But even in the face of a national security crisis — when we absolutely had to have that breakthrough airplane — at no time did the federal government take over the role of designing or building the airplanes.

INTERSTATE HIGHWAY SYSTEM: Donald Robertson likes to argue that the Interstate Highway is an example of government success in developing transportation systems, which I agree with, but on closer examination it still makes my point. BTW, Donald is correct in that US Government took a larger role in this initiative — in that the Government effectively put up 100% of the FUNDING to build the highways. This just means that the Government was the monopsony customer.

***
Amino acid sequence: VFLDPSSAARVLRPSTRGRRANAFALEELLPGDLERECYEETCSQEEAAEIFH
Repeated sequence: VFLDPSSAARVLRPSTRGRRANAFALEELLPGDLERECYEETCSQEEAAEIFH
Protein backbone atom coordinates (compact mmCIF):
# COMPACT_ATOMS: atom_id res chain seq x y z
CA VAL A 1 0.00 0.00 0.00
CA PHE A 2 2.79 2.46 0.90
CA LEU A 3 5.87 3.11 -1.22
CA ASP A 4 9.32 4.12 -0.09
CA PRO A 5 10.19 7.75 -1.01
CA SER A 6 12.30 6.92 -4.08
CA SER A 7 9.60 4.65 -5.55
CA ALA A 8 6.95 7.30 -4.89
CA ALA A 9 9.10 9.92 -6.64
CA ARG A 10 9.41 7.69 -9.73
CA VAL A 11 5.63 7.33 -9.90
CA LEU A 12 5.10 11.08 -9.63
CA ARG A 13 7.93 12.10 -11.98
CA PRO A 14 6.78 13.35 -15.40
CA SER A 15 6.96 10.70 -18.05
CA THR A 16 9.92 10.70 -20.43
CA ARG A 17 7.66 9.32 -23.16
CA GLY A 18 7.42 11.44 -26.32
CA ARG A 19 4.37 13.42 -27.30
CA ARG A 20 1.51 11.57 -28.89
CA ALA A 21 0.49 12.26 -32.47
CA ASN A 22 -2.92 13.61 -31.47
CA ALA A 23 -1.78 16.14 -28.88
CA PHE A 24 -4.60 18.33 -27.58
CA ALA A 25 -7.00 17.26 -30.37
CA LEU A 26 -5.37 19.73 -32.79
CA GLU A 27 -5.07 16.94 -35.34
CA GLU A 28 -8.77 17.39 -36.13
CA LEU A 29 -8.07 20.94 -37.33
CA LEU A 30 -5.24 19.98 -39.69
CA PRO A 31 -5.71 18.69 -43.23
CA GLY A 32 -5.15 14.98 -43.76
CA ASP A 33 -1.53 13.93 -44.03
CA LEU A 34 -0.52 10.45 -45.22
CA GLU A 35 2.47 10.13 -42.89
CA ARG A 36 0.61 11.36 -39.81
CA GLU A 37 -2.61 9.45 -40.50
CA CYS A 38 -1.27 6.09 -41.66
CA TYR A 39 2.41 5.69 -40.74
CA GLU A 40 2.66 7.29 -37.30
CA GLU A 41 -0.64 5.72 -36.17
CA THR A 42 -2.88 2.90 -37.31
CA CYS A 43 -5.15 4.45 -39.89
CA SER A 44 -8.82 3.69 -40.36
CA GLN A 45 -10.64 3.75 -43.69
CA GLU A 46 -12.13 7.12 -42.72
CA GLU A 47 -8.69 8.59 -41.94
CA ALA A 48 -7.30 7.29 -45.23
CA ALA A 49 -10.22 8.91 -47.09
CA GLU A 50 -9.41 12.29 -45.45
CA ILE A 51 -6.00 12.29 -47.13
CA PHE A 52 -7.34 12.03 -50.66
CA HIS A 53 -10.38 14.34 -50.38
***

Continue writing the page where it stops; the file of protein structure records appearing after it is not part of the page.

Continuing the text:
The Government did not “build” the interstate highways … they hired private contractors. The US Government did not hire a huge team of civil engineers to produce the detailed design of all individual parts — the engineering expertise was primarily from private industry. The US Government did not design or build the cars that run on this highway.


In all three cases, these national initiatives had to be sustained through multiple Presidencies and many many Congresses, and they succeeded.

This is what “sustainability” is all about.

So, why did they succeed?

Related to Griffin’s philosophical speechers … we did not do this because somebody gave a speech arguing that this was the modern-day equivalent of “cathedrals”. We did not do this because somebody gave a speech arguing about “acceptable reasons and real reasons”.

In all three cases, it is clear that our elected leaders wrote huge checks — year after year — because of the significant “economic” and “national security” benefits.

- Al

PS — Too bad “economic” and “national security” impacts were not evaluated as key discriminators when NASA looked at the various alternatives.